we understand to mean one of us, but it is a mistake,
a mispronunciation as egregious as calling Harleigh Carly.
This is how they try to kill us, by naming. But this word
is not a reference to the world. This word is an erasure
so we reject it, skulk and soar and breach and burrow,
lift our heads like a mantle we inherit. We let our masks
blur language, so instead we hear fucking hunt, and obey.


“Hey, man,” I say, “you good?”

The anteater moans at the crow’s touch. The crow is saying hardly over and over and over again. The tuxedoed man growls in a familiar way, almost words, but the meaning’s in the step he takes toward the girls. From the opposite side, I do the same, but before I can get between them, this man flings the crow to the asphalt. He straddles the barely-conscious anteater, claws at her neck, working to remove her mask, I think. “Cut it out,” I say. “Hey, knock it off.” He doesn’t stop, but glances at me, betrayed, and in that diverted moment the crow arcs her coated arms, beats her limbs against his body, topples him to the ground. He stays down for a moment, groping in the garbage until his hand finds an empty bottle. “Easy,” I say and step closer. He rises up. “Listen.” He’s right here. “Hey—.” The bottle hits me in the skull.


I can’t describe it.

Gravel pocks my back, the alley blurs and—

The girls’ heads come to life.

The anteater’s miles-long tongue lassoes the man’s ankle, rips his foot from under him.

His weight lands next to me.

Glass shatters.

The crow perches on his chest, coattails flayed across his torso like rectrices and—

Where did I hear that word? One of the guys? From my own ornithologist father?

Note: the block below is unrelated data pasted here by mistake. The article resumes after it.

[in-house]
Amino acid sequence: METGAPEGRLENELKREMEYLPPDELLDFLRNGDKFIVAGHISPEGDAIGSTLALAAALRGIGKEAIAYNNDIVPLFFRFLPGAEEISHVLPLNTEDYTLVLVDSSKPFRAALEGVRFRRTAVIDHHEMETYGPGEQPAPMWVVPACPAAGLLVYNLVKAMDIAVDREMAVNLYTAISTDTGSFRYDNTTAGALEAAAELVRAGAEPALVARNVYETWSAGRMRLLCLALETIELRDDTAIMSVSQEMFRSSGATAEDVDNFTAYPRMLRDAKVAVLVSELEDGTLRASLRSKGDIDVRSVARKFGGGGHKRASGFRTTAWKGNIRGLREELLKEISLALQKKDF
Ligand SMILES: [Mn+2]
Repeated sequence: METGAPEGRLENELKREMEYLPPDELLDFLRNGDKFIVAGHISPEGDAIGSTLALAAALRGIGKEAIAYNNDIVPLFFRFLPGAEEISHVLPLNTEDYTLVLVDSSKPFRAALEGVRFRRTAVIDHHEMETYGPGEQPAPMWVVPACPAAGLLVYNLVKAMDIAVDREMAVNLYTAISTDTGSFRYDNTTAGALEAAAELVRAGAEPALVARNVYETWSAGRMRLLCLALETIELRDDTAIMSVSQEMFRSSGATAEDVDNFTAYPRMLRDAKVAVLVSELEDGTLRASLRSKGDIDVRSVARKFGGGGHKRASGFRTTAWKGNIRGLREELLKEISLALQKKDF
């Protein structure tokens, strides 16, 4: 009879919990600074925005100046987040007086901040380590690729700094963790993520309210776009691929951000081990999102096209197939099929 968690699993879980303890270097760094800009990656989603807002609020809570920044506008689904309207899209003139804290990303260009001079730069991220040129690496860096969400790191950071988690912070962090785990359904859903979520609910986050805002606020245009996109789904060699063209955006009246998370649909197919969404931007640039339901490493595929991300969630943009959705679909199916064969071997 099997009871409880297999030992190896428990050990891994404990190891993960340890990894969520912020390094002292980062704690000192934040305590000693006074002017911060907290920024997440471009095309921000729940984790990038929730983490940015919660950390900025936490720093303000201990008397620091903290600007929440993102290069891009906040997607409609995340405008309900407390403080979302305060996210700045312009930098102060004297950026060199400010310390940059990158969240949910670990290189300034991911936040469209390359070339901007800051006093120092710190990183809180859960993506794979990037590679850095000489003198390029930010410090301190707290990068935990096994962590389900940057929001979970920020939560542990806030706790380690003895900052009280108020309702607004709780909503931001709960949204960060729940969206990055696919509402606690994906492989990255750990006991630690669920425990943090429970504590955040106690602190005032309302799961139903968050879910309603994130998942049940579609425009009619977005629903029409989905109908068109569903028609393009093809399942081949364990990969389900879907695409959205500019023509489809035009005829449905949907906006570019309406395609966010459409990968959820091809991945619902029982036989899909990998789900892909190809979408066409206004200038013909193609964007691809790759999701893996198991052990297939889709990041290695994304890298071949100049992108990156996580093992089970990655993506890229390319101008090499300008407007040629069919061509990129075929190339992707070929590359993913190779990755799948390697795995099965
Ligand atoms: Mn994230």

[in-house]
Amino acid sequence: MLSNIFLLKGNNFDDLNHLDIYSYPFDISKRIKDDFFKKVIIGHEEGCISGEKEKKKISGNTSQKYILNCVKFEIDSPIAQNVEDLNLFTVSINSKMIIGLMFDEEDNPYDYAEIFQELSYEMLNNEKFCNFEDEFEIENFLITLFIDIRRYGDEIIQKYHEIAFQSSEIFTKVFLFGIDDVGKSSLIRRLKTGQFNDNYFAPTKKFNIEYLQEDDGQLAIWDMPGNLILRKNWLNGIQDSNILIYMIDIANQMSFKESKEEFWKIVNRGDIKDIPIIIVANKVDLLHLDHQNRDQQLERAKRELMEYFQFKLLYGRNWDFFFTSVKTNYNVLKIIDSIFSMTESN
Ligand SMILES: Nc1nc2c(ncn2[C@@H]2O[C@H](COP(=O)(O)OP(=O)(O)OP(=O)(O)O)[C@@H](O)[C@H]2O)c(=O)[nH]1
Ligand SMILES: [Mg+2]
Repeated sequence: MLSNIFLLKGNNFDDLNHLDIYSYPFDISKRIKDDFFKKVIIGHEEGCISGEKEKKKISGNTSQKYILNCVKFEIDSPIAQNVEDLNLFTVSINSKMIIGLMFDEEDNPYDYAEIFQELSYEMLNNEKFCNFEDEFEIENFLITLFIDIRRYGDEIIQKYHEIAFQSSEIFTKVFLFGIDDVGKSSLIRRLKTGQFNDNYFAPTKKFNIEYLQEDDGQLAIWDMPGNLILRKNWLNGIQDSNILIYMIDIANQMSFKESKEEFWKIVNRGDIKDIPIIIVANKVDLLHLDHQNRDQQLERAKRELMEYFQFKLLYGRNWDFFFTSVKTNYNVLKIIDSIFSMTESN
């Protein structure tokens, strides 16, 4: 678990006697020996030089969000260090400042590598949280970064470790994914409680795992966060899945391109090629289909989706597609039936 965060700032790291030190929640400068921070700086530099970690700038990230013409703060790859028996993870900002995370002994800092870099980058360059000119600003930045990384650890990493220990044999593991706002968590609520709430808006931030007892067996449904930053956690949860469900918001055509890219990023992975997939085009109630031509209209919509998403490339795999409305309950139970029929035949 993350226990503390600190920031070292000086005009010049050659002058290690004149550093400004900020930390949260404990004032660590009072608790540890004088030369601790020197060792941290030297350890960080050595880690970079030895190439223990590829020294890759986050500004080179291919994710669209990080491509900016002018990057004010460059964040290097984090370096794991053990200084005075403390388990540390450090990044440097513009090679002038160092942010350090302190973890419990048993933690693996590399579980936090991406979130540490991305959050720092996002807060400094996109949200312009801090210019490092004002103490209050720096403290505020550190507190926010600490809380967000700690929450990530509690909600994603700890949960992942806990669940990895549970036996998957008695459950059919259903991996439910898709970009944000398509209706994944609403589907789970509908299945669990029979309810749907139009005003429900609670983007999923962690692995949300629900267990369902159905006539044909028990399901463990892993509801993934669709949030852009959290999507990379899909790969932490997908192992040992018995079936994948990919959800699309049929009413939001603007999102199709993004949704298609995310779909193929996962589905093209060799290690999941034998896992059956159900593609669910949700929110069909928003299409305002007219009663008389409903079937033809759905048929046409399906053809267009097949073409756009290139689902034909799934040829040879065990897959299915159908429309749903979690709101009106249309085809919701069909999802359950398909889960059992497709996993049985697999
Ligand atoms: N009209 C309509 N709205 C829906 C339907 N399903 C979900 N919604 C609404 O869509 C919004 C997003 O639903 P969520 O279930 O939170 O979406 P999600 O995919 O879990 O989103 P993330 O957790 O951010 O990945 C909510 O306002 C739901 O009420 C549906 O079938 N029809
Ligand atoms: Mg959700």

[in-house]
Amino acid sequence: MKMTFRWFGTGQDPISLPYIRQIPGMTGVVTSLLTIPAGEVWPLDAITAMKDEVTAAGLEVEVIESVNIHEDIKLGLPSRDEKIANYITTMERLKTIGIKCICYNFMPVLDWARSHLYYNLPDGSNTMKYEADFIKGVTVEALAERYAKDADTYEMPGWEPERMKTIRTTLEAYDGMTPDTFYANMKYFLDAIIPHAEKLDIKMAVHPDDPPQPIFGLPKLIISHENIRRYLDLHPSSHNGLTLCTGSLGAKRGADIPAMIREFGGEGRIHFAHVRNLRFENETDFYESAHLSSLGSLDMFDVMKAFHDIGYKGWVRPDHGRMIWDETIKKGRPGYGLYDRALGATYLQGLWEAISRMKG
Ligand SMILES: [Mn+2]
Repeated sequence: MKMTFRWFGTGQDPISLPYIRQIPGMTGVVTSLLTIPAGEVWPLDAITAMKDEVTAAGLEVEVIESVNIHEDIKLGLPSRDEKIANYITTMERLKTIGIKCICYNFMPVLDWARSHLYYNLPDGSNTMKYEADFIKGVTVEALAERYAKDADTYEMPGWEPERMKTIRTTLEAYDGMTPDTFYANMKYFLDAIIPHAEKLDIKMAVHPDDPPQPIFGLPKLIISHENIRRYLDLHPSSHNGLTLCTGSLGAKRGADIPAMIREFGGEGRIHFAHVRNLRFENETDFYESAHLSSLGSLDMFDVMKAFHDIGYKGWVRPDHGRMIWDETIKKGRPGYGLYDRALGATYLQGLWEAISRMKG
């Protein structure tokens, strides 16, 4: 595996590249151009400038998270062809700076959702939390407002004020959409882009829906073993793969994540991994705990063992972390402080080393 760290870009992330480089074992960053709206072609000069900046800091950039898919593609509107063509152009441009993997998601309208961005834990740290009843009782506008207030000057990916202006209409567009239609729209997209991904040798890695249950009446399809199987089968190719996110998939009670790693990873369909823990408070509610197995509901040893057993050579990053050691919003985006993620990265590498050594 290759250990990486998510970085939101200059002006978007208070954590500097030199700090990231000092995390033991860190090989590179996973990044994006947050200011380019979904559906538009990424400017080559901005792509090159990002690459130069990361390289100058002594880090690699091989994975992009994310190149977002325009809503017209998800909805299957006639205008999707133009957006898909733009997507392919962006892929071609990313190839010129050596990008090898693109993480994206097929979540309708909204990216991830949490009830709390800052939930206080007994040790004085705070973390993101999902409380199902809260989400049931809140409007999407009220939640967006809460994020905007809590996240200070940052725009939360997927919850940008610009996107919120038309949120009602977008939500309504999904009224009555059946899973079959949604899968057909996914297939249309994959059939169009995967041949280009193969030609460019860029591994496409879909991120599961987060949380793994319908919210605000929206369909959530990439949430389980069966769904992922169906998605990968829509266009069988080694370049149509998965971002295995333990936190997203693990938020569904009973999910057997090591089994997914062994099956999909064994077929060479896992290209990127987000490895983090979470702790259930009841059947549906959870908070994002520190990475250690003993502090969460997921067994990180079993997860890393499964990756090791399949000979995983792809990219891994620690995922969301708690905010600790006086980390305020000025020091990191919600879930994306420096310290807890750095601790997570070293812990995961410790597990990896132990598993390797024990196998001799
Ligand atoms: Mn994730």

He is roaring and, with one deft peck, the crow silences him. Her beak knifes through his throat. Blood fizzes from his collar, glosses his white shirt the color of rust. The air smells like waste and pennies. His blood swarms the asphalt, a queenless colony.

My head reels and all there is is the retched emptiness of my stomach, my useless open mouth.

The anteater picks through the trash with her snout, the crow with her scissored jaws, delicately sorting precious morsels from refuse.

I’m losing bits and pieces. I can’t remember now who I was last week.

The bird places a foil-wrapped pat of butter in my palm. Her arms stay sleeved at her sides, reserved for flight. She pinches the wing of my bowtie in her beak and pulls it loose, to let me breathe. Lightly, she unfolds the pat. She dips her bloody beak in the melted, waxen smear and brings the salty-sweet point to my lips.

Even though we’ve done it all before, the future always astonishes me.
Who will I be at next week’s end—next, will I be—?


Even though he thinks he saved us—like I couldn’t
give any man what he wants in order to penetrate him,
like I haven’t, like Harleigh and I haven’t saved each other
every day since we met—he need not fear us. He is so small.

I wonder, do you want to be saved, you slight man? I am
only a child, but I could mother you to death. Come here.
Lap up whatever we can find: Harleigh, me, this impaled man,
the contents of this lonely trash heap. We might mend you

even though, you know, you are just like him. Unjust
like all those other men. Like all those other men,
adjust your morals to the price of precious metals,
the pace of a master clock, a taste of luscious butter.

David Joseph is writing about masculinity, which is hard because masculinity wants you to think it’s so strong. He is writing about whiteness, but whiteness keeps trying to erase itself. A novel is hard at work on David.Writing @ Monkeybicycle, Entropy, Cheap Pop, Hobart, & elsewhere.Gratitude @ Susquehanna University (BA) & Arizona State University (MFA)Twitter @dfhjoseph